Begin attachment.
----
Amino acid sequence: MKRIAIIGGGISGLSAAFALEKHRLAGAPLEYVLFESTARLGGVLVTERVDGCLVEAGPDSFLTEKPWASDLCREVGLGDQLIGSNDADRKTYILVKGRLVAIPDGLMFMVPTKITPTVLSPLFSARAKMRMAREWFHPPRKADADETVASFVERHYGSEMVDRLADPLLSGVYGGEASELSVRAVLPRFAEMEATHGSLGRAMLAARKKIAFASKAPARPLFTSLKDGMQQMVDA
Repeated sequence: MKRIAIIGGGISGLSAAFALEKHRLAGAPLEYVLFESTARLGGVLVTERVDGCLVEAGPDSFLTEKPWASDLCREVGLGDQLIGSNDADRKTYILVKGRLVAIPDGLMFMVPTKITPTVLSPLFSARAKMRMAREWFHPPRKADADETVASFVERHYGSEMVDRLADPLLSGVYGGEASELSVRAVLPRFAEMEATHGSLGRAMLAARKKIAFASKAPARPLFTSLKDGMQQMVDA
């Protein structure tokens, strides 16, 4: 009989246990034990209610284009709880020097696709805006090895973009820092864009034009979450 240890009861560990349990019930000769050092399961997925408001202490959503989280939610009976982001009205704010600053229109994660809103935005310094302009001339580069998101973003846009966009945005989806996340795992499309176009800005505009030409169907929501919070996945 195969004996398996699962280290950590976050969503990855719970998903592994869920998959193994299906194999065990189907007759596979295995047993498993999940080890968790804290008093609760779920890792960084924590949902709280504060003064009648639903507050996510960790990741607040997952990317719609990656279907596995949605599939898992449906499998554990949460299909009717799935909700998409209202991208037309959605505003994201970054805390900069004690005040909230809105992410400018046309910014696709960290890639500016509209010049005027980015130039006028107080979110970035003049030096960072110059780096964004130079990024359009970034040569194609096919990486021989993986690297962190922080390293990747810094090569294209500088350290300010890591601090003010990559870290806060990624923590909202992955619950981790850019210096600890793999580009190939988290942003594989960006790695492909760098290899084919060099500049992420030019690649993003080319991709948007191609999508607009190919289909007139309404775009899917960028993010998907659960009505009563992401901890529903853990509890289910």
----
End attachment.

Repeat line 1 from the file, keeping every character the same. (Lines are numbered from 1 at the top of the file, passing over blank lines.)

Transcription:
Amino acid sequence: MKRIAIIGGGISGLSAAFALEKHRLAGAPLEYVLFESTARLGGVLVTERVDGCLVEAGPDSFLTEKPWASDLCREVGLGDQLIGSNDADRKTYILVKGRLVAIPDGLMFMVPTKITPTVLSPLFSARAKMRMAREWFHPPRKADADETVASFVERHYGSEMVDRLADPLLSGVYGGEASELSVRAVLPRFAEMEATHGSLGRAMLAARKKIAFASKAPARPLFTSLKDGMQQMVDA